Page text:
Our road to establishing the Addis Clinic has not been easy. But I am grateful for those obstacles – because of them, this endeavor and our experiences have made an indelible mark on me personally.
My wife Sol started us on this journey together. Before we were married and when I was a freshly minted doctor who had just graduated from medical school, Sol pushed me to broaden my experience outside the “stuffy” confines of the big academic medical institutions in this country. She had made in-roads to work with the ACT (Aids Care and Treatment) project in Addis Ababa, Ethiopia, started by Andy and Bev Warren, lifelong missionaries in East Africa. I was thrilled by the possibility of gaining global health experience abroad. But, conservative by nature, I was also intimidated by the prospect of working in the most impoverished areas of Addis Ababa where any number of unpredictable events could and do occur.
When Sol and I stepped off the plane in Addis Ababa in the spring of 2004, the city was a place more different than I had ever seen. At the time, it was estimated that nearly half of the entire population of East Africa had been infected with HIV, and access to antiretroviral drugs for these people was extremely limited. So many people were dying of AIDS due to social, medical, and financial neglect. Suffering was at a level that I had never witnessed. Large neighborhoods of poorly constructed, single room tin shacks with dirt floors and no ventilation – their homes– were where we would visit our patients. Some of our patients were doing well; most were languishing. I recall visiting a 36-year-old dying man’s home; he was in the last stages of AIDS where his body, already malnourished, was succumbing to an infection, affecting his lungs, liver or both. His son, probably about 8 years old and who had already lost his mother, was next to him. “What will happen after my father dies?” he asked in Amharic. I did not have an answer.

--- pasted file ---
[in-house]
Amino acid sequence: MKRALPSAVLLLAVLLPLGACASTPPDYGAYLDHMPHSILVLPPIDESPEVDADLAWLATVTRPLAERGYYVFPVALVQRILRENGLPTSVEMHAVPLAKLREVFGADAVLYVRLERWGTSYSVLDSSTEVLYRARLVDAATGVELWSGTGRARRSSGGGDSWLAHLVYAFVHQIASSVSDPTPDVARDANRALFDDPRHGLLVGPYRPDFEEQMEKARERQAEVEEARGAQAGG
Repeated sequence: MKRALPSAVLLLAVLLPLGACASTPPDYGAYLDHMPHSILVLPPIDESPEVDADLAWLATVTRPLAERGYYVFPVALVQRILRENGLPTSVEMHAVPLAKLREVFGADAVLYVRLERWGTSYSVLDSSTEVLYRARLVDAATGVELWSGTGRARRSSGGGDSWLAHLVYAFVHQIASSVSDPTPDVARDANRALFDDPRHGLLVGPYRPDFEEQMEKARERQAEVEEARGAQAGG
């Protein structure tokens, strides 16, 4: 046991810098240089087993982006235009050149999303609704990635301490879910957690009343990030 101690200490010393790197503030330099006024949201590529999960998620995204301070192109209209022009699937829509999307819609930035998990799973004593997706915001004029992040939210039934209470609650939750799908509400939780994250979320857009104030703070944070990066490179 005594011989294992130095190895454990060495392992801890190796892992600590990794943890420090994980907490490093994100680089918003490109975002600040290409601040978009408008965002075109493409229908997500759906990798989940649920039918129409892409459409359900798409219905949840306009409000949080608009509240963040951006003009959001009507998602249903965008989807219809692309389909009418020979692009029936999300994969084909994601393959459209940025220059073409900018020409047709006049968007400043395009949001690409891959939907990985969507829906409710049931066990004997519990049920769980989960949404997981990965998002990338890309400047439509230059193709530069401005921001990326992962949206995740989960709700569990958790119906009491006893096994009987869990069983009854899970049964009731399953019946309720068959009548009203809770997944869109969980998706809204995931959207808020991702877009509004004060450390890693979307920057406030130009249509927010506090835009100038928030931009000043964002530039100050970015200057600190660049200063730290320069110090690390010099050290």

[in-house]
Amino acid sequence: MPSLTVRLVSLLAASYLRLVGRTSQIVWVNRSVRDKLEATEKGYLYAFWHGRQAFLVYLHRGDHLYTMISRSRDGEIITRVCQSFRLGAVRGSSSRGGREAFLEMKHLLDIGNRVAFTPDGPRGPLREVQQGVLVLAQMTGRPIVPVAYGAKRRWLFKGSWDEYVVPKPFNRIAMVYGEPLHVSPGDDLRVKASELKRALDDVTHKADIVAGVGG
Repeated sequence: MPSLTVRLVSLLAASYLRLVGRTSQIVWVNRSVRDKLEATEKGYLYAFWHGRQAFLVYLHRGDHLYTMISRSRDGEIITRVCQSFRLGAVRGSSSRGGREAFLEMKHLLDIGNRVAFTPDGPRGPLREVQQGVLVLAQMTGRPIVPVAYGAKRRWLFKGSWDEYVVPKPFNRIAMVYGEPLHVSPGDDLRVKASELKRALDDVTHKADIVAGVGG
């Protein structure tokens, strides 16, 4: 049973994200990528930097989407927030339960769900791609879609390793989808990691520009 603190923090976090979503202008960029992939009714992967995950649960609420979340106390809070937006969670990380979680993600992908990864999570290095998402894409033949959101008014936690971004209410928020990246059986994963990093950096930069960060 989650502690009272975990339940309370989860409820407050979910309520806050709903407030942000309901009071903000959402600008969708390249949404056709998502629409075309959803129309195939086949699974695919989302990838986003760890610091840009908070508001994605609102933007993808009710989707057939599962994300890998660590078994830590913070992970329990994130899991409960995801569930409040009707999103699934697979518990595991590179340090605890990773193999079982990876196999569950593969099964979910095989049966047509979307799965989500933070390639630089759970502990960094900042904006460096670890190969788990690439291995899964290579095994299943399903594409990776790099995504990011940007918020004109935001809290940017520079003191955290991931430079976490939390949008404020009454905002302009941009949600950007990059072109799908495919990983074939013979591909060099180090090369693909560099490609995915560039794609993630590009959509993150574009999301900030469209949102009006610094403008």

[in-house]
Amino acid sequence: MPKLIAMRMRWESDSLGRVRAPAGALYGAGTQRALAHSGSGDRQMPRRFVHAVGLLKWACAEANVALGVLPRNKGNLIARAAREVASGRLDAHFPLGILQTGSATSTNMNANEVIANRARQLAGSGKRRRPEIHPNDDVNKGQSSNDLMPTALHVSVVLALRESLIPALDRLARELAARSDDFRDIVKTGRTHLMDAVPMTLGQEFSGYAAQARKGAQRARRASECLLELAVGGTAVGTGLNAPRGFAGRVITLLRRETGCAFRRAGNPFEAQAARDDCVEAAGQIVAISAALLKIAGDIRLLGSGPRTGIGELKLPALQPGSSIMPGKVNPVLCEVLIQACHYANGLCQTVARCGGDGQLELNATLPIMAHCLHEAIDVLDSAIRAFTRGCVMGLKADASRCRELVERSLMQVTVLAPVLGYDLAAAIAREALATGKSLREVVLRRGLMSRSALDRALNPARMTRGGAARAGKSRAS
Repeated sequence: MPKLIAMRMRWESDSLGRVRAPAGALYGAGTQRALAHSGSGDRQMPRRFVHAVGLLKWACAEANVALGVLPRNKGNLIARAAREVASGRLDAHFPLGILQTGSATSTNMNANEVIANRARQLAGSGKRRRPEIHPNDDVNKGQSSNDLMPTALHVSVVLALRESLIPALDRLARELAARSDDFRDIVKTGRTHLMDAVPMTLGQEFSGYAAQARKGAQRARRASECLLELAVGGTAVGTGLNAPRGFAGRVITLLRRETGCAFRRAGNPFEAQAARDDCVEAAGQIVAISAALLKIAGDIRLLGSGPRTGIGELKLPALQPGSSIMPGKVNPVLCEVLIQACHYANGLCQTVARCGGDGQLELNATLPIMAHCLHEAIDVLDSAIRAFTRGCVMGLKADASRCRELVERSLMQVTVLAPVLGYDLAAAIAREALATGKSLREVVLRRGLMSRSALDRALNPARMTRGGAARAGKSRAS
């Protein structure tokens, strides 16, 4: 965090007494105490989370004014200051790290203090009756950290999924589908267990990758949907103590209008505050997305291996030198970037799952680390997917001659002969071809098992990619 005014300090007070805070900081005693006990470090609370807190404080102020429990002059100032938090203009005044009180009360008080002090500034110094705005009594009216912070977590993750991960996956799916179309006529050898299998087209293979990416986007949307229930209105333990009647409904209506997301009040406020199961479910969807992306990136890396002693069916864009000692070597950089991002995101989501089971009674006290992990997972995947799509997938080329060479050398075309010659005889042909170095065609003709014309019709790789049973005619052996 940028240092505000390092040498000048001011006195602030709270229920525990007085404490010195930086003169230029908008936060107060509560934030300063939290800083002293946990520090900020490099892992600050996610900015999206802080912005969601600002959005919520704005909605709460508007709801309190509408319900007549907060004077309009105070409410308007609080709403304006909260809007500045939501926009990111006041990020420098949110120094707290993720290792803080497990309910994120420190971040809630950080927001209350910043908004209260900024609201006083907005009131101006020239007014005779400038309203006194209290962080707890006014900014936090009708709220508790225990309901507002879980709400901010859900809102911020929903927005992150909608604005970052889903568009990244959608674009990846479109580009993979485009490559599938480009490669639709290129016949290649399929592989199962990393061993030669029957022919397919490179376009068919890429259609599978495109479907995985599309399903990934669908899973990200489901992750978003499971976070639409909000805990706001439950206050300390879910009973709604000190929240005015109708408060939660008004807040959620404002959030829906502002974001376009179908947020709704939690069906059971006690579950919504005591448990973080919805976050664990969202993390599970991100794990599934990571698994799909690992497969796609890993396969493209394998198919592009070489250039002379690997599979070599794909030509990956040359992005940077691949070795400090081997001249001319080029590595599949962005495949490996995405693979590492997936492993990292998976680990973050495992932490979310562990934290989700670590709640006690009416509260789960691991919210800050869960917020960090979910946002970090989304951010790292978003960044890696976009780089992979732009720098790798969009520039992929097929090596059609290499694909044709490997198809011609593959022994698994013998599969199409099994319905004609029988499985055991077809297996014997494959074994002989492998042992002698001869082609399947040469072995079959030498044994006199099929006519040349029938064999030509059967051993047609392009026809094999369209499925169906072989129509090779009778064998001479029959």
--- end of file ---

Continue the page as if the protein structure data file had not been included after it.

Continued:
In those 2 weeks, we saw a huge volume of patients, both through home visits and through community clinics held at neighborhood churches and gathering places. News spread that doctors were here to help, and lines of people formed throughout the day and into the night. Sometimes I felt that I made a small difference; most of the time, however, I didn’t know what to do, either because I was not trained in that area of medicine or there was no simple solution to their dire health needs. I expected that my patients would be upset and question me and the legitimacy of my medical advice. But, I was wrong. I remember their overwhelming gratitude and a realization in their eyes that they were not forgotten. As doctors, we crave that experience; it’s why many of us became physicians in the first place. Too often, those moments are fleeting or absent from modern medical practice, at least in this country.
After returning home and processing these experiences, I found myself thinking about strategies to connect again with these Ethiopians in a more consistent way and in a process that would allow for more of a chance to help, even from a distance. At that time, broadband internet was being introduced into countries like Ethiopia, and I imagined an idea that we could be a part of these people’s lives via telemedicine. But, the idea was too big to tackle alone and remained only “talk” for many years. In 2011, my co-founder and close friend Jon Cahill finally pulled me aside and challenged me – “We either need to start this together or stop talking about it.”
Today, the Addis Clinic is a combination of a global health, non-profit, and a tech management organization. We work with local organizations around the world who serve those persons in most need. Thanks to our generous supporters and our dedicated staff, we are in exponential growth, adding global partners, physicians, and technological advancements in order to make a positive impact in the poorest areas of the world. The work never ends, but my motivation is still rooted in our initial experiences in 2004: it is a privilege to offer help to those who need it the most, and we strive to show them, more than anything, that they are not forgotten.